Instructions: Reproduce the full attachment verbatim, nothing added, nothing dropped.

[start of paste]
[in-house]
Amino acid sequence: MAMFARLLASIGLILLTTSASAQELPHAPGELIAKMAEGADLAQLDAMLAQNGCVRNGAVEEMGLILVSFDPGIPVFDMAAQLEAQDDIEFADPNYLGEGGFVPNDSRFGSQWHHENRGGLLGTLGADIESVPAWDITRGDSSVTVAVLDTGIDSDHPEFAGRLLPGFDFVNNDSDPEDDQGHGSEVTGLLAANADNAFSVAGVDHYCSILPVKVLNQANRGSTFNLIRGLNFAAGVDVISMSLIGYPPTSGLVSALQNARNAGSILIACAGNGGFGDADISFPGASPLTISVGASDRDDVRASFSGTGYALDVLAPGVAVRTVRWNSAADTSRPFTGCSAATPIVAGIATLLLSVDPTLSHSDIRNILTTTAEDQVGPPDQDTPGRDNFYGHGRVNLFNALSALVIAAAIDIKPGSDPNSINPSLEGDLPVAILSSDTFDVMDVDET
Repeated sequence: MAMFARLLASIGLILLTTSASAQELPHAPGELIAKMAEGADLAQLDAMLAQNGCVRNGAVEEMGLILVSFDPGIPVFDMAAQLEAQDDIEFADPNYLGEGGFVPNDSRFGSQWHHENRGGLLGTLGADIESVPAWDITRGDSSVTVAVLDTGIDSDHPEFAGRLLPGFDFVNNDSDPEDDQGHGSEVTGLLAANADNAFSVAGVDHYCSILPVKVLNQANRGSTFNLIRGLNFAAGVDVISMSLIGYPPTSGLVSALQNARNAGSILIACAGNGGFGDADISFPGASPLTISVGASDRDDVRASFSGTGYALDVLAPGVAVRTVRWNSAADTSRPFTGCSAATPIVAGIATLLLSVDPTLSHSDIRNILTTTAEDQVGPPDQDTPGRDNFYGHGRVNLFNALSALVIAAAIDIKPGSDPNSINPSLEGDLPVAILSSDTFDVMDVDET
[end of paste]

[in-house]
Amino acid sequence: MAMFARLLASIGLILLTTSASAQELPHAPGELIAKMAEGADLAQLDAMLAQNGCVRNGAVEEMGLILVSFDPGIPVFDMAAQLEAQDDIEFADPNYLGEGGFVPNDSRFGSQWHHENRGGLLGTLGADIESVPAWDITRGDSSVTVAVLDTGIDSDHPEFAGRLLPGFDFVNNDSDPEDDQGHGSEVTGLLAANADNAFSVAGVDHYCSILPVKVLNQANRGSTFNLIRGLNFAAGVDVISMSLIGYPPTSGLVSALQNARNAGSILIACAGNGGFGDADISFPGASPLTISVGASDRDDVRASFSGTGYALDVLAPGVAVRTVRWNSAADTSRPFTGCSAATPIVAGIATLLLSVDPTLSHSDIRNILTTTAEDQVGPPDQDTPGRDNFYGHGRVNLFNALSALVIAAAIDIKPGSDPNSINPSLEGDLPVAILSSDTFDVMDVDET
Repeated sequence: MAMFARLLASIGLILLTTSASAQELPHAPGELIAKMAEGADLAQLDAMLAQNGCVRNGAVEEMGLILVSFDPGIPVFDMAAQLEAQDDIEFADPNYLGEGGFVPNDSRFGSQWHHENRGGLLGTLGADIESVPAWDITRGDSSVTVAVLDTGIDSDHPEFAGRLLPGFDFVNNDSDPEDDQGHGSEVTGLLAANADNAFSVAGVDHYCSILPVKVLNQANRGSTFNLIRGLNFAAGVDVISMSLIGYPPTSGLVSALQNARNAGSILIACAGNGGFGDADISFPGASPLTISVGASDRDDVRASFSGTGYALDVLAPGVAVRTVRWNSAADTSRPFTGCSAATPIVAGIATLLLSVDPTLSHSDIRNILTTTAEDQVGPPDQDTPGRDNFYGHGRVNLFNALSALVIAAAIDIKPGSDPNSINPSLEGDLPVAILSSDTFDVMDVDET